Cristina MacedoKChildren enrolled in the Healthy Families program are currently transitioning to Medi-Cal.  Can you talk a bit about this process and how it affects your clients?

A:  It will be difficult at first but it is like anything new.  There are going to be changes and at first it can be uncomfortable.  I feel strongly that the transition between Healthy Families and Medi-Cal is beneficial to my clients.  This transition is a positive change and I think things are slowly going to fall into place.  Many of my families are unsure about how this transition will affect them.  There are children with serious medical issues who absolutely have to have their medical needs covered.  For many of these families there is a lot of anxiety.  Part of our job is to assist clients in understanding this transition and to ensure that this transition goes smoothly.

C: It can be confusing at first, especially for our Spanish-speaking clients who are unfamiliar with the system.  It is difficult to assess exactly how this transition will affect people, but we are prepared to deal with any issues that may present themselves as more of our families make the change.  We have training sessions on a regular basis and those allow us to stay up-to-date with any changes or new information. Right now, it is a matter of ironing out the bumps.  With time, everything will settle.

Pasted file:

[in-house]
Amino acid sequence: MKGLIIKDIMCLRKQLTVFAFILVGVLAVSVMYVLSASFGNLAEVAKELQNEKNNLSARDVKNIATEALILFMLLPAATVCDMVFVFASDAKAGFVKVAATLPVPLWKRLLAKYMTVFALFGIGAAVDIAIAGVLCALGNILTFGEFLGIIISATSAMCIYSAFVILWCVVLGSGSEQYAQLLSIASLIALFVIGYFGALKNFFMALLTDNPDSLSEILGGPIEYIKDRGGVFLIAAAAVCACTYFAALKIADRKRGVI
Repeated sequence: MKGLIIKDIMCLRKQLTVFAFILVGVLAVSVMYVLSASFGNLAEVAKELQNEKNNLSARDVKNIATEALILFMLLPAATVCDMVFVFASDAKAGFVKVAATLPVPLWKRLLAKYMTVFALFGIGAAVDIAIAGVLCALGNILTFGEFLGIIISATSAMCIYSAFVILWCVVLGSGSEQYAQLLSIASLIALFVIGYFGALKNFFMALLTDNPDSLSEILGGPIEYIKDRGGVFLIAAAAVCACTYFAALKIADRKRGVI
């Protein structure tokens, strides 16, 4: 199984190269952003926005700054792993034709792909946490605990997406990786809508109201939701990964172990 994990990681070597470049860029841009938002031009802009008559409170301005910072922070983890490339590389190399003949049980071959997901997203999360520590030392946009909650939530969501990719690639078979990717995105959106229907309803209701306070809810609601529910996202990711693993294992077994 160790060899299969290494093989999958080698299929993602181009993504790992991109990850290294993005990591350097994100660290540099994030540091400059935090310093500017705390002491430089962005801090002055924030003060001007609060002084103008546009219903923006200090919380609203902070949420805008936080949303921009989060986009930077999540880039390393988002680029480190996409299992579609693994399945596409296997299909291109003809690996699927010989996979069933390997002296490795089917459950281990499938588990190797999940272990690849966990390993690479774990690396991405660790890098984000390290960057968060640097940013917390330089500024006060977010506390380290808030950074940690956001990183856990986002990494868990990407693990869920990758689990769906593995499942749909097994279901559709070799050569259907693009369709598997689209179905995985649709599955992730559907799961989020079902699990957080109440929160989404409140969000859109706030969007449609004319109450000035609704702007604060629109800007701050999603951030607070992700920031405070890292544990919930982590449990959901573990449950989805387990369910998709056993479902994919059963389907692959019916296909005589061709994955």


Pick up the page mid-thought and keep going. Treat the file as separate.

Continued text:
K: What has motivated you to do this type of work?

C:  I am from Peru and was very involved in social work there and I have also done some family advocacy work here in California.  I really enjoy working with families.  I have always been passionate about helping others and I find the work to be incredibly rewarding.  There is no better feeling that knowing you have helped another person.

A:  I come from a family of activists.  It‘s in my blood.  Ever since I was a little girl, it has been instilled in me to be the voice for people who do not have a voice.  My mother was very involved in the Cesar Chavez labor and civil rights movement.  Of course, as young children, my siblings and I went wherever she went so we were very fortunate to see that sort of activism first-hand.  Cesar Chaves used to hold rallies at Presiker Park in Santa Maria and my family would organize a raffle so he would have enough gas money to get home.  It was a truly grass roots movement.  I have a picture of my family at one of his rallies on my desk.  It reminds me that anything is possible.  One person with a good heart and enough willpower can make an incredible difference in the lives of many.

K: How do you think your job is helping people; changing lives?

A:  We really empower families.  All of our CAPSLO programs empower families.  As Health Navigators, we give people options and the information they need to make good decisions about their future and their children’s healthcare.  The first five years of a child’s life is critical to their development.  Good health during this time period is the foundation for a healthy, happy and successful future.   We enable families to provide their children with this solid foundation.

C:  Ensuring access to healthcare and insurance for a child will not only change that child’s life for the better but it will also improve the life of the whole family.  The parents of a sick child can’t work and the other children in the family receive less attention and resources.  Ensuring the health of the children in our community contributes to the health of the community as a whole.